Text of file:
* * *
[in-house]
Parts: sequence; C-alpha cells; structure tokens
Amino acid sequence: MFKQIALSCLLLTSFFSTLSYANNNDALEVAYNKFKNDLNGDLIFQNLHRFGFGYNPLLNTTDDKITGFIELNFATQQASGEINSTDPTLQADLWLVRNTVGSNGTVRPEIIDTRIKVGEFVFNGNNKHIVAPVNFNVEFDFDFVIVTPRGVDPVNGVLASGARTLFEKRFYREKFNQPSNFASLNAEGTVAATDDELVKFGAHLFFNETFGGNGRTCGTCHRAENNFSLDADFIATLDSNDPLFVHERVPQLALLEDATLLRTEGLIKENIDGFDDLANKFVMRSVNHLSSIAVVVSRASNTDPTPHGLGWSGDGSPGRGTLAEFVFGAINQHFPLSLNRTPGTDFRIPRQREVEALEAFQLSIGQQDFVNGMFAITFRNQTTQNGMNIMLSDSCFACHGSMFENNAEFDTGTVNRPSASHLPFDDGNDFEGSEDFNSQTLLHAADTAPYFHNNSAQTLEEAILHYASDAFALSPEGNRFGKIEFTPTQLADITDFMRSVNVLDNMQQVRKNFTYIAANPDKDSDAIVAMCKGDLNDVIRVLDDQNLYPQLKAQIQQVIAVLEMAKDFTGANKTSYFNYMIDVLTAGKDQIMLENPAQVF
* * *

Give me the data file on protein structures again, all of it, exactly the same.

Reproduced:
[in-house]
Parts: sequence; C-alpha cells; structure tokens
Amino acid sequence: MFKQIALSCLLLTSFFSTLSYANNNDALEVAYNKFKNDLNGDLIFQNLHRFGFGYNPLLNTTDDKITGFIELNFATQQASGEINSTDPTLQADLWLVRNTVGSNGTVRPEIIDTRIKVGEFVFNGNNKHIVAPVNFNVEFDFDFVIVTPRGVDPVNGVLASGARTLFEKRFYREKFNQPSNFASLNAEGTVAATDDELVKFGAHLFFNETFGGNGRTCGTCHRAENNFSLDADFIATLDSNDPLFVHERVPQLALLEDATLLRTEGLIKENIDGFDDLANKFVMRSVNHLSSIAVVVSRASNTDPTPHGLGWSGDGSPGRGTLAEFVFGAINQHFPLSLNRTPGTDFRIPRQREVEALEAFQLSIGQQDFVNGMFAITFRNQTTQNGMNIMLSDSCFACHGSMFENNAEFDTGTVNRPSASHLPFDDGNDFEGSEDFNSQTLLHAADTAPYFHNNSAQTLEEAILHYASDAFALSPEGNRFGKIEFTPTQLADITDFMRSVNVLDNMQQVRKNFTYIAANPDKDSDAIVAMCKGDLNDVIRVLDDQNLYPQLKAQIQQVIAVLEMAKDFTGANKTSYFNYMIDVLTAGKDQIMLENPAQVF